HE was so desperate to evade justice he threw himself off a train.

Frederick George Self, 25, had been committed for trial at the Hampshire Quarter Sessions in Winchester on two charges of horse rustling. With bail refused, it meant more than 150 years ago he could only leave the magistrates court in Lyndhurst by horse cab to reach the railway station and board a London bound service.

But the journey time gave him ample opportunity to construct a plan which he put into effect as the train slowed on its approach to the cathedral city.

As it passed under an arch near Romsey Road, the tailor suddenly leapt to his feet, opened the door and jumped out, faling to the ground as he did so. Quickly regaining his feet, he ran off down the track past the high cutting of the army barracks and over an embankment leading into fields, easily outpacing his escort.

However, he did not get much further.

Aware of the hue and cry, a nearby workman tackled Self, pinning him to the ground until the police accompanied by several civilians arrived. Self offered no resistance and was swiftly taken to the prison.

Hours earlier that day, August 7, 1861, the tailor, who lived on Hayling Island, had been accused of stealing an £8 gelding which owner, dairyman James Burton, had turned out in a moat in Portsea and a £10 mare belonging to labourer Stephen Andrews that he had left in a New Forest field.

Magistrates were told the day after the horse had disappeared from the moat, gardener James Mills had been approached by Self to look after it in his employer's yard while he went to Hayling Island. He retained it for four hours before Self returned and took it away, saying he was going to Hambledon to purchase a trap and harness.

However, he took the gelding to a pig market in Southampton where it was sold on. However, the police had begun investigating the theft and following inquiries traced it to the purchaser. Though the animal had lost part of its tail and the branding on its left shoulder had been altered by scissors from a P into a B, Mills was still able to recognise it.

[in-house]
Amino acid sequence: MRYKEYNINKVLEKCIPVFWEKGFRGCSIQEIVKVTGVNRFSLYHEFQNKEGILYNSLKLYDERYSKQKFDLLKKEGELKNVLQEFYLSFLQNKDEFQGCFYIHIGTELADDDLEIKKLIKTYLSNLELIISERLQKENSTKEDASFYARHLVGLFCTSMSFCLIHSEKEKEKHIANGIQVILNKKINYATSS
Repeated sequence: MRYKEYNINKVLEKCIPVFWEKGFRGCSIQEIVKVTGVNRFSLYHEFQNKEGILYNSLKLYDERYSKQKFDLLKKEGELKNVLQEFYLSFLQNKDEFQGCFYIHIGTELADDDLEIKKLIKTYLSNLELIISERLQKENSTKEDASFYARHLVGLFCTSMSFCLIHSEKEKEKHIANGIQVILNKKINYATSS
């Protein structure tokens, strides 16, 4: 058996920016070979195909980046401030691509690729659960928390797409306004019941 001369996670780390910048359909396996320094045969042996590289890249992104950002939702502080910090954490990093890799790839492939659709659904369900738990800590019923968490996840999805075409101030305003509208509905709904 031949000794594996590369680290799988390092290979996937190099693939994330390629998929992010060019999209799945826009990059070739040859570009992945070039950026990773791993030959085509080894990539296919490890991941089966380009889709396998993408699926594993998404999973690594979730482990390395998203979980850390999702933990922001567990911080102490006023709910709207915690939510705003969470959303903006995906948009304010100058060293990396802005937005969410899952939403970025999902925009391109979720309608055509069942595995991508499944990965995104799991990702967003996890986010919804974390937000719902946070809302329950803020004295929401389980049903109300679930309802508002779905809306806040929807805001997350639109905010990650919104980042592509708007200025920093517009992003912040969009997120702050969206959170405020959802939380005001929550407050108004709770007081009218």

In the other case, magistrates learnt Andrews had left the mare in a drove near his Cadmore home but during the middle of the night, a local labourer unable to sleep had seen a black horse being ridden past his house. A few minutes later, he passed going in the opposite direction, riding a brown horse and leading a black one. It transpired Self then took them via Ampfield and Winchester to Alresford where they were traced.

On both occasions, when interviewed, he claimed he had legitimately bought the horses from strangers.

Self eventually appeared before the Earl of Carnavon, chairman of the Michaelmas Sessions, on October 19. The indictment was severed and the prosecution first proceeded with the Portsmouth theft.

In his defence, he tolds jurors that on his way to move furniture from his sister's home on Hayling Island, his horse had suffered an accident and he sold it in part-exchange with the gelding.

Though he never denied the pony belonged to the dairyman, Self reasoned: "If I had stolen it, would have I left it at a house so close to his? Whatsmore, there is nothing to connect me with the marks upon it."

The judge said the case rested on one issue: "Do you believe, members of the jury, the pony came into his hands lawfully."

They did not and once the verdict had been returned, Self immediately pleaded guilty to the second charge. He was jailed for eight months on the first count and for four months to run consecutively on the second.